A Flippant Phrase as Self-Help Psychology (and Bad Doctrine)

Many people have heard the phrase, “God never gives you more than you can handle.”  The person who says it always has the best of intentions; be it whispered in hushed tones either to an acquaintance who has just endured a hugely tragic event; or be it uttered in the tone of a knowing elder to someone struggling with an addiction or a particularly nagging sin issue.  But let’s be honest here.  Quite often, the reply from the intended benefactor is a resounding, “Bull#*@!”

The phrase in question, (the first one, not the second) is from Paul’s first letter to the Corinthian’s, chapter 10, verse 13:

“No temptation has overtaken you except what is common to mankind. And God is faithful; he will not let you be tempted beyond what you can bear…”

In the original Greek, the words ‘temptation’ and ‘tempted’ can also be read as ‘testing’ or ‘tested’.

Too often though, in our good intentions, we forget that there is a second part to that instruction from Paul.  The entire verse reads:

“No temptation [testing] has overtaken you except what is common to mankind. And God is faithful; he will not let you be tempted [or, tested] beyond what you can bear. But when you are tempted, he will also provide a way out so that you can endure it.

As always, in my humble opinion, the Amplified version provides us with a more thorough picture of Paul’s intentions with this teaching:

“For no temptation (no trial regarded as enticing to sin), [no matter how it comes or where it leads] has overtaken you and laid hold on you that is not common to man [that is, no temptation or trial has come to you that is beyond human resistance and that is not adjusted and adapted and belonging to human experience, and such as man can bear]. But God is faithful [to His Word and to His compassionate nature], and He [can be trusted] not to let you be tempted and tried and assayed beyond your ability and strength of resistance and power to endure, but with the temptation He will [always] also provide the way out (the means of escape to a landing place), that you may be capable and strong and powerful to bear up under it patiently.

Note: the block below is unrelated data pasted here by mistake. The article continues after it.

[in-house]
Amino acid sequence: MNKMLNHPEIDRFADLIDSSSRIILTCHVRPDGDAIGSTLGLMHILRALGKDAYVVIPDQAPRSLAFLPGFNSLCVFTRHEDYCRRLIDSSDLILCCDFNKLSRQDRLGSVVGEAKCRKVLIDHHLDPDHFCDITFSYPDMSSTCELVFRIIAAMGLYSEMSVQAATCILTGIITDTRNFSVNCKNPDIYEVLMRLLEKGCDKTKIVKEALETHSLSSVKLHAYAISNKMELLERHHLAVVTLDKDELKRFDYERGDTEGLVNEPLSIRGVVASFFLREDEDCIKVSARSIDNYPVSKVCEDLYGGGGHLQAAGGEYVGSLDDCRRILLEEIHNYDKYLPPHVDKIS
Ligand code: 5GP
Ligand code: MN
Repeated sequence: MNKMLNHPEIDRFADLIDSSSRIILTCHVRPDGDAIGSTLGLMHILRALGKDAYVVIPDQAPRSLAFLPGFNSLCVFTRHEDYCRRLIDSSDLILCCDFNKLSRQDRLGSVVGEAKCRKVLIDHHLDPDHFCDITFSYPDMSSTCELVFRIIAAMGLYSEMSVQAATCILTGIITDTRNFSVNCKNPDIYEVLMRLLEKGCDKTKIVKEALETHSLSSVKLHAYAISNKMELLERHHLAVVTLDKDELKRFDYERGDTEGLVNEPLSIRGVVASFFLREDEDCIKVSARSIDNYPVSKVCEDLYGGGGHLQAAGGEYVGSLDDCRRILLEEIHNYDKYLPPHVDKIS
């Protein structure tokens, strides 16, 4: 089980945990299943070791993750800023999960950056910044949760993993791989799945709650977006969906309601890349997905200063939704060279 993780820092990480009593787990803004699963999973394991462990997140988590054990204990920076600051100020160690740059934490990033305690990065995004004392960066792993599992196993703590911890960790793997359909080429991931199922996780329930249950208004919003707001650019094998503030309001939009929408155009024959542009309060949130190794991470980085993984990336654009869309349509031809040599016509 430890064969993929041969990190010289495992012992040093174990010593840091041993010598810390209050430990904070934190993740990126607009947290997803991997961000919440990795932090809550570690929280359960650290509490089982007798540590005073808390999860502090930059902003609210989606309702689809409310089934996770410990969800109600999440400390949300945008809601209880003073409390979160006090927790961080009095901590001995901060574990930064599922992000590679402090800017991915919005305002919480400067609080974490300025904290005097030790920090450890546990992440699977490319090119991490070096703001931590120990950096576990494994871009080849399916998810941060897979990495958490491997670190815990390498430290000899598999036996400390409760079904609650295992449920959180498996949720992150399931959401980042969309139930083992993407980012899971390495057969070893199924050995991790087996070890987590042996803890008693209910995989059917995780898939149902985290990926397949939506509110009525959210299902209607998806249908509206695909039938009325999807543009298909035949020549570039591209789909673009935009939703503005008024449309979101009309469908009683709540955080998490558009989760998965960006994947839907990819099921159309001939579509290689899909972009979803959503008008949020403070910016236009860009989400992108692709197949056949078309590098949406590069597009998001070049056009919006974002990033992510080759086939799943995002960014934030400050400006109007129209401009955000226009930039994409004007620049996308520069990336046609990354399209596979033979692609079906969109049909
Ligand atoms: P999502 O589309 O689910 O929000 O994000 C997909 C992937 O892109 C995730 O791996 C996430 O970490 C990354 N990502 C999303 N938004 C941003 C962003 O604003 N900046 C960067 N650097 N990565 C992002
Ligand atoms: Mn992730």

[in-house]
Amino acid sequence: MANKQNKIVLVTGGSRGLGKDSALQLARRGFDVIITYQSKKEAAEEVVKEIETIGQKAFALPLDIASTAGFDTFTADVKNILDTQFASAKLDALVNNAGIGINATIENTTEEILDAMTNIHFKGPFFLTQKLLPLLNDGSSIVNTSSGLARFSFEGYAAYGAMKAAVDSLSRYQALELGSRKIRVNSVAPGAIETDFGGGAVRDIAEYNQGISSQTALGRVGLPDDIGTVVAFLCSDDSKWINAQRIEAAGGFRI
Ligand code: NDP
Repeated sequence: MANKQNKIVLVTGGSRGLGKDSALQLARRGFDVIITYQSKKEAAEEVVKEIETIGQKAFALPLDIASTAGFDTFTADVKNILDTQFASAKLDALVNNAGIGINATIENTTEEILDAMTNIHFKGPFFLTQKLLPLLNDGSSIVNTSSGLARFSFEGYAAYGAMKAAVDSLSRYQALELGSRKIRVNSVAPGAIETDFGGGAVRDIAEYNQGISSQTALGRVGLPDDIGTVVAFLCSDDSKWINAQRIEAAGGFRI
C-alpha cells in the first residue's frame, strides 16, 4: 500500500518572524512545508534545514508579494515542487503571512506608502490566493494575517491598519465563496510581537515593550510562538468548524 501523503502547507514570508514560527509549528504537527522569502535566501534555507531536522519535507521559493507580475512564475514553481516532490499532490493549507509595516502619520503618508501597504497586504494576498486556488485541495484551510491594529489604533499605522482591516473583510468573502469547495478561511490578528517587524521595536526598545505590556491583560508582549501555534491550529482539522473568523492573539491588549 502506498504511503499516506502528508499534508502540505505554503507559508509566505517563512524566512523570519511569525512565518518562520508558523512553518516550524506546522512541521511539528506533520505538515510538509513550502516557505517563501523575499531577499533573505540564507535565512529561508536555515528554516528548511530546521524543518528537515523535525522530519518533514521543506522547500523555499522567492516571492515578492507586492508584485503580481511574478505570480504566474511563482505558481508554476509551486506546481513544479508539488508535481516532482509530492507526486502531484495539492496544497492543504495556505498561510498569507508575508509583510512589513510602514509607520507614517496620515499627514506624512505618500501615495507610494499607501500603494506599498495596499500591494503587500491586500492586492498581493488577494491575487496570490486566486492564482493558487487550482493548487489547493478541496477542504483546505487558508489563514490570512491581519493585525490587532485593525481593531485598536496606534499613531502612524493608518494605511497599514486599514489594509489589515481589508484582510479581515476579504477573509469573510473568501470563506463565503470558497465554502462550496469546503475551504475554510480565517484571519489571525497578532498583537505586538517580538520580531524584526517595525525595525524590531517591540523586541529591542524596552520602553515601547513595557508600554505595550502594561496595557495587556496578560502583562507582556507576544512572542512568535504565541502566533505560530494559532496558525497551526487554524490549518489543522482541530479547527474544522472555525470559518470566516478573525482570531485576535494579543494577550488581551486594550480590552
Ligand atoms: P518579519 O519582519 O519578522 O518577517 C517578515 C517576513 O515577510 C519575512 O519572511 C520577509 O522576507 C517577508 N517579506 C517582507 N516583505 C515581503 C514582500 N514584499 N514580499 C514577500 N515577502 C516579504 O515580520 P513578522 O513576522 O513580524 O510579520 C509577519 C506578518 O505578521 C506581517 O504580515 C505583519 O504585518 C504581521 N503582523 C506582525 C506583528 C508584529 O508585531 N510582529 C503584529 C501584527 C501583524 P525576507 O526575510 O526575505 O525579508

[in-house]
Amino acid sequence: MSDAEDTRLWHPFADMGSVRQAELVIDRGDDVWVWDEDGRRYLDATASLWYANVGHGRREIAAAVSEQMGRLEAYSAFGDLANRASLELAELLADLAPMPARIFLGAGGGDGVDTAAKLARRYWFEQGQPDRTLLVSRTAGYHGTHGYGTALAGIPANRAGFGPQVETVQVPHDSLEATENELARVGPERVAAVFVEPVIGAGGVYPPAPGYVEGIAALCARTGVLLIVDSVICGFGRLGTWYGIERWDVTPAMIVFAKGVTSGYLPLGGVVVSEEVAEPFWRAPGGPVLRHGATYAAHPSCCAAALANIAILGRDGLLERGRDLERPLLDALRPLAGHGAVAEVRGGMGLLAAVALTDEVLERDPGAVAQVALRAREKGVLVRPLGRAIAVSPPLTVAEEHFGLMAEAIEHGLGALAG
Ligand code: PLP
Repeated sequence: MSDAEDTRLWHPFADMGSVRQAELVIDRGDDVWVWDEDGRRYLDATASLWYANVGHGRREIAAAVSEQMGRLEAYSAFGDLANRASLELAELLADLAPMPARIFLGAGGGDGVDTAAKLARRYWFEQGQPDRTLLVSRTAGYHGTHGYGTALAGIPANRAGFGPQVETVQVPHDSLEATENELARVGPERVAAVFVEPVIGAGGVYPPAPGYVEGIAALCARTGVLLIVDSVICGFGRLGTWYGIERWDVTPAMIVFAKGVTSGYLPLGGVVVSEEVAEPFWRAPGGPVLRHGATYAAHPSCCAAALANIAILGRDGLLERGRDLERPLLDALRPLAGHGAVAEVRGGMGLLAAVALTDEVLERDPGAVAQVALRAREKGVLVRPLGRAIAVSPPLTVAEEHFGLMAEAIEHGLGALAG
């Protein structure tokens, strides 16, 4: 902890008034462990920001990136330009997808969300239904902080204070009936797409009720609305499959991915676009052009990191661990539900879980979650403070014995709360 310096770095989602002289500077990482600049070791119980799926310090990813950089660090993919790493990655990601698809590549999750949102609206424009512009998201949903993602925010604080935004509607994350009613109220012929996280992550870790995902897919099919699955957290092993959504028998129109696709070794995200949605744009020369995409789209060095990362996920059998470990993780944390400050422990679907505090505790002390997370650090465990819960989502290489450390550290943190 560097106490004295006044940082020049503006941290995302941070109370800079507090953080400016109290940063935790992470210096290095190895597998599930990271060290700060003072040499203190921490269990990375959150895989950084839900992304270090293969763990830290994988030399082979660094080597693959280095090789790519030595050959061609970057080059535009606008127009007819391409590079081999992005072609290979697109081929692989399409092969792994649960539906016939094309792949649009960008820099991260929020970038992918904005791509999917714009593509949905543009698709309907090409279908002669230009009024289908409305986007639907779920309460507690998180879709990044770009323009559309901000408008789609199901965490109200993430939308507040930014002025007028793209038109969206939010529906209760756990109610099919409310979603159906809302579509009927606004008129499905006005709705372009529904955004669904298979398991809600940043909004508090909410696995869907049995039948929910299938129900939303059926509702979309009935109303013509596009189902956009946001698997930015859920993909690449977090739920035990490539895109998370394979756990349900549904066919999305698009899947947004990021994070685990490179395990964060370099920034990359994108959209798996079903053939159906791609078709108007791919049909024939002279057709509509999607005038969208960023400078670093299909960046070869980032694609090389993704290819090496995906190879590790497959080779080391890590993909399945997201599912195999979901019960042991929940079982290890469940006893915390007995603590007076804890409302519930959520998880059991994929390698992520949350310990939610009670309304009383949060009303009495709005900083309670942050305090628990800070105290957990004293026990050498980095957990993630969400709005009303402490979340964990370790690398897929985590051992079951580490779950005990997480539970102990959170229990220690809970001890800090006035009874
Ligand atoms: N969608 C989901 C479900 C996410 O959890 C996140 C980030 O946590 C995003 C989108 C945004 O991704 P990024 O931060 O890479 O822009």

As you can see with this translation, the ‘but’ is included as one continuous thought to the first part of that verse as I believe it was meant to be.

Does God (or Life, or Karma, etc.) give you more than you can handle?  On your own, possibly, yes.  But . . . God ‘will also provide a way out so that you can endure it’.  How?  Through his Word and the compassionate involvement of those God has placed around you.  It is up to you—your choice—to see and take advantage of the ‘provision’ God has provided.

When faced with tragedy, do you raise your eyes from your sorrow long enough to see the compassion and provision that surrounds you; freely given in loving hands by family, friends, possibly even sympathetic strangers?  It’s okay to accept it.  It’s okay to eat the meal, cry on the shoulder, or rage at the person sitting across from you over coffee…that’s what they’re there for…that’s why God provided them to you.

When faced with sin, do you raise your eyes from the temptation long enough to see an exit door, an off switch, a phone to call a friend…just to say ‘hi’ (as a distraction, if not to confess your tempting).  Do it!  That’s what they’re there for…that’s why God provided them to you.

It is also up to those around you to BE the compassion, to get involved, to answer the phone, provide the shoulder, buy the coffee and graciously accept the rage.  In other words, to get our hands dirty with the work of ‘providing the way out’.  That often means more than espousing a flippant phrase intended as self-help psychology.

“God never gives you more than you can handle.”  That’s right…but it may be because you’re there!

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2 thoughts on “A Flippant Phrase as Self-Help Psychology (and Bad Doctrine)”

  1. Yes, agreed. I have always seen this verse wrongly used, when I’m certain God gives us more than we can handle for the very reason to rely on God. We need only to see 2 Corinthians 12 to know God gave Paul more than he could handle — not mentioning Paul was flogged, arrested, knocked out with stones, shipwrecked, deathly sick, had eye problems, and was bitten by a snake — so yeah, we’d do wise to have a clear theology on pain.

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